“This project was daunting, not only in its large geographic scope and vast number of species being analyzed, but also because there are constantly emerging studies on how humans impact marine mammals,” said Robydek. “We were tasked to consider how the Navy’s activities, like releasing expended materials ― weapons casings, wires, and cables ― contributed to the overall marine debris found in the Atlantic Ocean.
“We knew some studies found large amounts of trash and plastic items in the stomachs of stranded whales. We had to evaluate whether the Navy’s actions significantly contributed to that or not. Injuries from boat strikes and entanglement in cables and wires were other concerns that our analysis addressed,” she said.
Marine biologist Bernice Tannenbaum, Ph.D served as another marine subject matter expert and quality control specialist for the mammal section. Tannenbaum's 38 years of experience writing for and managing NEPA projects for large and complex Department of Defense actions allowed her to help the team prepare the most complete and closest to perfect sections possible, thus speeding up review time and producing the best outcome.
Both Robydek and Tannenbaum are Leidos leaders in evaluating marine life impact of military readiness activities, including the use of active sonar and explosives. Much of their research focused on marine mammal ecology and population dynamics, behavioral and physiological effects of sound on marine life, and acoustic criteria and thresholds to assess effects of sounds on marine species.
Invertebrates (how Navy ops affect corals, jellyfish, sea anemones, etc.)
Natural resource specialists Rick Combs (primary author) and Charles Phillips (quality control) prepared an impact analysis for invertebrates that, like the mammals team, also looked at such categories as physical strikes, noise, and ingestion of expended materials. As the primary author of the invertebrates section of the AFFT EIS/OEIS, Combs conducted an extensive review of the literature on invertebrate biology, habitat use, and occurrence throughout the study area. He analyzed invertebrate habitat use, movement and behavior, sound sensing (invertebrates do not “hear” in the traditional sense), and threats in the context of Navy training and testing impacts.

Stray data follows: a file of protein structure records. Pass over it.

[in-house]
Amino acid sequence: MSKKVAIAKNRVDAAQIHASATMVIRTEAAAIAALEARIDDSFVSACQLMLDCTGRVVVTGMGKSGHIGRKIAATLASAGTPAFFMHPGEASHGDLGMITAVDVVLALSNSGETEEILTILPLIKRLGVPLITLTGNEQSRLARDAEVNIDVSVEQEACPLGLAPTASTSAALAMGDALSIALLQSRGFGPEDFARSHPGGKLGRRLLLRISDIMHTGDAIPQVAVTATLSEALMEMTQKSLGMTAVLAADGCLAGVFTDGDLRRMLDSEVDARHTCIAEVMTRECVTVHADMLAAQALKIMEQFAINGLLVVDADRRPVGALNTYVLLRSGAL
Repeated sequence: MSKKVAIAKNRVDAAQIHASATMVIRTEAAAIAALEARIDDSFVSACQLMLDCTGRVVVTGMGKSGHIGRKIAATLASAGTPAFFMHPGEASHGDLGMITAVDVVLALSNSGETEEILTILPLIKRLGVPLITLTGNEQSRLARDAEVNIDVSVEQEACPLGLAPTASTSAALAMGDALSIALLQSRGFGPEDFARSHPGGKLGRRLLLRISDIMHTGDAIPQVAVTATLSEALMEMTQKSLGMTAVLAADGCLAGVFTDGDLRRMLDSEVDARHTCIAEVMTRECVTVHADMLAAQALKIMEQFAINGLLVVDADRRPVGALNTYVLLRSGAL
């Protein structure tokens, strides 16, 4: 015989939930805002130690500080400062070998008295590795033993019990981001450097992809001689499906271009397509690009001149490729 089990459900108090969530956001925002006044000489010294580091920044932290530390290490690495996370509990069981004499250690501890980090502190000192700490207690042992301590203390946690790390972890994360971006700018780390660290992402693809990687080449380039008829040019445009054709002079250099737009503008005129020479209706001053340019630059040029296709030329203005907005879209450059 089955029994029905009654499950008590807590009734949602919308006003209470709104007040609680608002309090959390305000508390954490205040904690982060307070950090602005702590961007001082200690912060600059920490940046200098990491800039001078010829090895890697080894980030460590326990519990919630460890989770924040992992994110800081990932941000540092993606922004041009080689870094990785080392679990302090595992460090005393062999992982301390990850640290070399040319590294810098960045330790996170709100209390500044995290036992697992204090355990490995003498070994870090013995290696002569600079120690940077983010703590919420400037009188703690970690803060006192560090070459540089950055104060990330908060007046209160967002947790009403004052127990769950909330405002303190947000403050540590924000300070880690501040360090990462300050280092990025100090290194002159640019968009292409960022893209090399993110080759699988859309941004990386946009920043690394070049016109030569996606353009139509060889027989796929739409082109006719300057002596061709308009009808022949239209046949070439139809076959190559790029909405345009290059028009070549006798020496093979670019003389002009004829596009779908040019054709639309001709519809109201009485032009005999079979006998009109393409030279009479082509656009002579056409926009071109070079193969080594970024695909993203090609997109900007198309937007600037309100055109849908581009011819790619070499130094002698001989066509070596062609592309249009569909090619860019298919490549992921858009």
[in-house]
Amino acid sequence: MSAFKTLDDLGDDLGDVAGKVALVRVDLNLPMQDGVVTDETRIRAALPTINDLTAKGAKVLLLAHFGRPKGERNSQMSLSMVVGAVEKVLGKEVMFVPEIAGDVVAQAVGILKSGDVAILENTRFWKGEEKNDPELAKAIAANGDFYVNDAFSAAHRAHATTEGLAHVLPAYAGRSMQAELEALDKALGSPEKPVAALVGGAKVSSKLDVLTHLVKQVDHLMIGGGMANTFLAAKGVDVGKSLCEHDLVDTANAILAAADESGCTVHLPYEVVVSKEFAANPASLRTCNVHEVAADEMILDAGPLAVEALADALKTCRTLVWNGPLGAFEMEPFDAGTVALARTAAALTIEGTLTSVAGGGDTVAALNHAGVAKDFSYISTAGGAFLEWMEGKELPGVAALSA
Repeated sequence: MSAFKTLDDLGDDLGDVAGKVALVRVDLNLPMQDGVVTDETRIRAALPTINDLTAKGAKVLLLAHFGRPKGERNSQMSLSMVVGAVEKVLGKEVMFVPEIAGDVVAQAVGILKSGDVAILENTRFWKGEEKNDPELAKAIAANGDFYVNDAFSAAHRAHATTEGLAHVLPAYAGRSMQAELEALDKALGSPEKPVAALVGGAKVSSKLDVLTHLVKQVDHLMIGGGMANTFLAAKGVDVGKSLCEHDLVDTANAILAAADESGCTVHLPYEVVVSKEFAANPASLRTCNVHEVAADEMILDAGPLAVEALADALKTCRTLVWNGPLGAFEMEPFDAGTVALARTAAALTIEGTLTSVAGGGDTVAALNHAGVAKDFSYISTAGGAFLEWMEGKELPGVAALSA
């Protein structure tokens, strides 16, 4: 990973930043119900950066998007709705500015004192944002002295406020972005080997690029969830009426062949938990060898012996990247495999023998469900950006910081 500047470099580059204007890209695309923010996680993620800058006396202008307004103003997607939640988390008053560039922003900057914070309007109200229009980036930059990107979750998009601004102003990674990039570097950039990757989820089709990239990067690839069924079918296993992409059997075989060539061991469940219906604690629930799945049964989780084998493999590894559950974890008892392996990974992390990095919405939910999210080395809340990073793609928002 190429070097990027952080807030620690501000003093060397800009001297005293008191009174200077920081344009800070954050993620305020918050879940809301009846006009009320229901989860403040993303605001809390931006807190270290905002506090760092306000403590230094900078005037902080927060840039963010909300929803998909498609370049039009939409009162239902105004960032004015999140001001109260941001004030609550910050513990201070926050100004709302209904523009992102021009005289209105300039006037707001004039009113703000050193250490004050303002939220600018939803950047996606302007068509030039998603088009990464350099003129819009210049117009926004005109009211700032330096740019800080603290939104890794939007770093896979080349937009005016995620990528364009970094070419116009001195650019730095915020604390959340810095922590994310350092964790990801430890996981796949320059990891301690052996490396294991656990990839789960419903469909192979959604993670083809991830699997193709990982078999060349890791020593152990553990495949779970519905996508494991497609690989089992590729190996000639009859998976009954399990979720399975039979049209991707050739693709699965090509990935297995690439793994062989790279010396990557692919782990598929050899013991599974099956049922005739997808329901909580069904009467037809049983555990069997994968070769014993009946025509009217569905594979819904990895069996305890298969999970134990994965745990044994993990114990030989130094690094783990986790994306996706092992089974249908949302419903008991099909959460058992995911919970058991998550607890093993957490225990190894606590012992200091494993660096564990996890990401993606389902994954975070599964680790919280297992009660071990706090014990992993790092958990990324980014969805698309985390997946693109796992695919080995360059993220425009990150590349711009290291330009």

A particular concern were eight species of invertebrates listed as Threatened or Species of Concern under the Endangered Species Act. Listed were seven shallow-water coral species and one deep-water coral species that could potentially be harmed by military readiness training and testing activities. As an example of this work, Combs points out that in the photo above of the Acropora cervicornis or staghorn coral that we can see the results of disease on some of the branches.
Habitats (how Navy ops affect different kinds of ocean floors)
This section of the EIS looked at changes to the ocean from the Navy’s operations in their quantities of explosives and other discarded materials on or near the ocean floor within the study area. Environmental scientist Brad Boykin authored the analyses of impacts on marine habitats as a result of these activities. Boykin worked with Navy experts on analyzing data for the habitats of the 2.6-million square nautical mile study area.